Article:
Rules and Regulations (and Why)
Different rules and regulations will apply to how a grant is completed, based on what type of fund is awarding the grant. However, there are some basic rules that apply to every grant processed at the Quad Cities Community Foundation.
In its simplest form, a grant request must be made for a charitable purpose as defined by the IRS. A charitable purpose includes the relief of poverty, the advancement of education or religion, the promotion of health, governmental or municipal purposes, and other purposes beneficial to your community. Organizations set up and operated exclusively for charitable purposes, and which serve a public rather than a private interest, are exempt from federal income tax under section 501(c)(3) of the Internal Revenue Code and are eligible recipients of tax-deductible charitable contributions.
Additionally, these grants must be made to benefit a qualified charitable class. These charitable classes are large enough that providing aid to members of the class benefits the community as a whole, and cannot limit its assistance to specific individuals, such as persons from one family injured in a particular fire, or a benefit to assist one person being treated for cancer.
Each grant directive must include a purpose for the funds to be used, and if no purpose is listed then the funds will go to support the mission of the intended organization, i.e. general purposes.
Expenditure Responsibility and Grants to Non-501(c)(3) Organizations
As long as a grant is for a charitable purpose, it can be made to a non-501(c)(3) organization. When the Community Foundation makes a grant to an organization that does not have 501(c)(3) tax status, we incur expenditure responsibility, meaning we must receive detailed documentation of how the funds were spent for the intended charitable purpose.When a foundation makes a grant to an organization that is not classified by the IRS as a 501(c)(3), it is required by law to ensure that the funds are spent for charitable purposes and not for private gain or political activities.
The Community Foundation requires organizations receiving such grants to complete an Expenditure Responsibility Agreement prior to receiving any grant funding. In this agreement, the organization agrees to fully report back to the Community Foundation how the funds they received were spent. This report is usually to be completed within one calendar year of receiving the grant.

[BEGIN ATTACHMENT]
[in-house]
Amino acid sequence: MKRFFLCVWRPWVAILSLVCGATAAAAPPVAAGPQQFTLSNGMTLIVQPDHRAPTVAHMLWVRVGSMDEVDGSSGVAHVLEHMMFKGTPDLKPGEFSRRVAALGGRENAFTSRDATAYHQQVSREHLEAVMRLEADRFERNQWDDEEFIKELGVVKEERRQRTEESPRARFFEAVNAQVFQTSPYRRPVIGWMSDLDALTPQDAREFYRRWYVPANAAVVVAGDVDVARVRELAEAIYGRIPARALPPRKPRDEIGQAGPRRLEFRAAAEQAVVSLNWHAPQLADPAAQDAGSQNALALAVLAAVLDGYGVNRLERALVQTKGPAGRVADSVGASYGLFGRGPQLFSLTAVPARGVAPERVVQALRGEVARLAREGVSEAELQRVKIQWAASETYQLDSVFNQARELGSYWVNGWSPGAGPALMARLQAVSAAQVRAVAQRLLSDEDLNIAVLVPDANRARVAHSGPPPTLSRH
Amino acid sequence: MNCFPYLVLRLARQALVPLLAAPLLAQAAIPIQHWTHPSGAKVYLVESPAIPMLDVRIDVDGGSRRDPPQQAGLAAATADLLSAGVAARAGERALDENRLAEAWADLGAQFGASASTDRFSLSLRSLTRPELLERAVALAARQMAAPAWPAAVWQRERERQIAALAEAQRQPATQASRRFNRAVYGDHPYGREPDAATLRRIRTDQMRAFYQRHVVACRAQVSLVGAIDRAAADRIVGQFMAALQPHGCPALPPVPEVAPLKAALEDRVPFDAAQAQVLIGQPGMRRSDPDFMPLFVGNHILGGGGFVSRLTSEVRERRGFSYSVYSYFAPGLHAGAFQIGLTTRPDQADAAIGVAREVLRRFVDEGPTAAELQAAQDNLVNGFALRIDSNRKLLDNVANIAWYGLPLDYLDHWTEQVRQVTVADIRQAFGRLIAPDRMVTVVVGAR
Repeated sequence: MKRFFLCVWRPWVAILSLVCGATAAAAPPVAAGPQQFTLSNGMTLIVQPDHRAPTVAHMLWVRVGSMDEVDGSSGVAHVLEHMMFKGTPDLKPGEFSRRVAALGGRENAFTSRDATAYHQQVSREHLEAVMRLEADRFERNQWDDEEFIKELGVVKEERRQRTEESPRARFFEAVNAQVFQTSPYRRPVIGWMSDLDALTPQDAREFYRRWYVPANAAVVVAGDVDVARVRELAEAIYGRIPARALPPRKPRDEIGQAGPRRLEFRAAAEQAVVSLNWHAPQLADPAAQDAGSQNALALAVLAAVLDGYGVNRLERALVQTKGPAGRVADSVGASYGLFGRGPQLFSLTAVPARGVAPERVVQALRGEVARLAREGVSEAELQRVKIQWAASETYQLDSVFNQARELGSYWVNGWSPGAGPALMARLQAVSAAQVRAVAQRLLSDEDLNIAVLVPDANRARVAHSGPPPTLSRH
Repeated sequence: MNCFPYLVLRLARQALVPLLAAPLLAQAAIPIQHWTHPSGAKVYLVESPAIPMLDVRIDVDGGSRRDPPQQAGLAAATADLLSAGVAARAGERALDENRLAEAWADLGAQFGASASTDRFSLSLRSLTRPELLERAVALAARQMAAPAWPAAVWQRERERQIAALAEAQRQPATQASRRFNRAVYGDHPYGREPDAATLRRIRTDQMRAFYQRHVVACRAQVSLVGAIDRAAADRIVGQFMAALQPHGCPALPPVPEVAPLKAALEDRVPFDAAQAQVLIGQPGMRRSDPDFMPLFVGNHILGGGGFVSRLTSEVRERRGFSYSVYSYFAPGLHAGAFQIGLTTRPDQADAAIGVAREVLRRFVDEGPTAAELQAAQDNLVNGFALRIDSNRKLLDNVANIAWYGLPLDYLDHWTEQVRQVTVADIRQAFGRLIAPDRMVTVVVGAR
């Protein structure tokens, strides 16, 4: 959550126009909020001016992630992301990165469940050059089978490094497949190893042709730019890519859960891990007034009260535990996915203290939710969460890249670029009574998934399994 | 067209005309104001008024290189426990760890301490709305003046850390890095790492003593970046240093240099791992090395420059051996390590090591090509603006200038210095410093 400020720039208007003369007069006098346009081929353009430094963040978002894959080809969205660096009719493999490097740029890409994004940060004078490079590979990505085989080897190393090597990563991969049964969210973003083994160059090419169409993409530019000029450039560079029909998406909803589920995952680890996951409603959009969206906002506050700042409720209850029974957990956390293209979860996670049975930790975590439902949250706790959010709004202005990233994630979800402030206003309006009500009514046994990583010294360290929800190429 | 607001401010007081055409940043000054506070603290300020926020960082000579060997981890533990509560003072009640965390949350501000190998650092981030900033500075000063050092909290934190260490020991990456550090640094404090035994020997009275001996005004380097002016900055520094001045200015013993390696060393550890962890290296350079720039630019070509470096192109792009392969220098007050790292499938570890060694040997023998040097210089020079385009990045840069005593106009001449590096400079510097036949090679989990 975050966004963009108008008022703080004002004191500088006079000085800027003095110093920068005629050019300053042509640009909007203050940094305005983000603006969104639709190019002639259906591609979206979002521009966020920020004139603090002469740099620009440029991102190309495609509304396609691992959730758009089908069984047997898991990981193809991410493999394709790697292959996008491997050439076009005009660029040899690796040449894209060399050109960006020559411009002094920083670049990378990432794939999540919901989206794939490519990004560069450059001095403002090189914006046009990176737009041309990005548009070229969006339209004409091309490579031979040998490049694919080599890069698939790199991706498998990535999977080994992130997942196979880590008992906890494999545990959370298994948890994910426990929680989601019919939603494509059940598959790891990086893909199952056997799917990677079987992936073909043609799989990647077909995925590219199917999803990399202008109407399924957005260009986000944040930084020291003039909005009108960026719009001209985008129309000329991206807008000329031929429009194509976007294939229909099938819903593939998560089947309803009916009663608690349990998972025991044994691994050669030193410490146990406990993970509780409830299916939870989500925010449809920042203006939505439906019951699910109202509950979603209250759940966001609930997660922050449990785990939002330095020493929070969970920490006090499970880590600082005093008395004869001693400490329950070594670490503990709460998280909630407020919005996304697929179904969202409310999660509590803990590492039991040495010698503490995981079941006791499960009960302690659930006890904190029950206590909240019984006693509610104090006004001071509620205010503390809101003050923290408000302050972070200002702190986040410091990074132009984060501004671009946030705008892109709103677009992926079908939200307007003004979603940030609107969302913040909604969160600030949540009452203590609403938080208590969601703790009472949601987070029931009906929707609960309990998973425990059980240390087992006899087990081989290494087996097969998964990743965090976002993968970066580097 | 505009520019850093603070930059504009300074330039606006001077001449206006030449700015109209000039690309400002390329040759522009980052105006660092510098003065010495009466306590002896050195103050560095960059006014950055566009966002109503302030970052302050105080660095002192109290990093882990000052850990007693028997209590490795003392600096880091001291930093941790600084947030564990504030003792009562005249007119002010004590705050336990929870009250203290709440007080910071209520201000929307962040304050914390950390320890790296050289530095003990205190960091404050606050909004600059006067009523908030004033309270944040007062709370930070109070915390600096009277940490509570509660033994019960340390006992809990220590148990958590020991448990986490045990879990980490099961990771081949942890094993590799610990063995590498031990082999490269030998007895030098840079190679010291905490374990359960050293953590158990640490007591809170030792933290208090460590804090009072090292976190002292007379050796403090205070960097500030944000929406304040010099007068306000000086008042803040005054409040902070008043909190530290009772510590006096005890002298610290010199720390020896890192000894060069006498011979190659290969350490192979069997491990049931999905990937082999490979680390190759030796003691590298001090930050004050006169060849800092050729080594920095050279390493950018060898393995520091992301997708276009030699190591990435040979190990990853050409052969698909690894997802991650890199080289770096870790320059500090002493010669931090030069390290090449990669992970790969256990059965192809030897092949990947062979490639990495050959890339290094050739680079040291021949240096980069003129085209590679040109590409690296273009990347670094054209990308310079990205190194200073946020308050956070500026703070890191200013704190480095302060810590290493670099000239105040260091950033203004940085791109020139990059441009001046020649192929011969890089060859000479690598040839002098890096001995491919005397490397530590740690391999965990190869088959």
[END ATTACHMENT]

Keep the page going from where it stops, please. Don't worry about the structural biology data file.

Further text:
In order for the Community Foundation to complete a grant to a non 501(c)(3), a minimum grant amount of $1,000 is enforced. This minimum is due to the additional time the Community Foundation must spend to confirm the IRS status of the organization, review the final report, and remain in direct contact with the organization if additional reporting is required.
Avoiding Donor Benefit
Specifically for donor-advised funds, grants must avoid donor benefit. This means they may not result in any receiving or exchanging of goods or services with the grantee. This includes tickets, memberships and meals, or any preferential treatment. Grants from donor-advised funds also cannot be made to satisfy any or all of a pledge made directly by an individual. There are legal ramifications for the donor-advisor, as well as for the Community Foundation, if grants are distributed for donor benefit. Individuals who benefit from a grant must pay a tax equal to 125 percent of the amount of the benefit, and the foundation staff member who approves the grant must pay a tax equal to 10 percent of the benefit.
Once a grant is fully processed, payments are created and disbursed. A grant letter with the payment is sent directly to the organization. This ensures that the funds are delivered to the organization in a timely manner, and that any additional donor benefit is avoided. If requested, grant presentation ceremonies may take place for the funds the affiliate advisory board makes decisions on, and all grant payments will be sent to a representative of the committee. See Announcing Your Grants for more information.
Community Foundation Roles and Procedures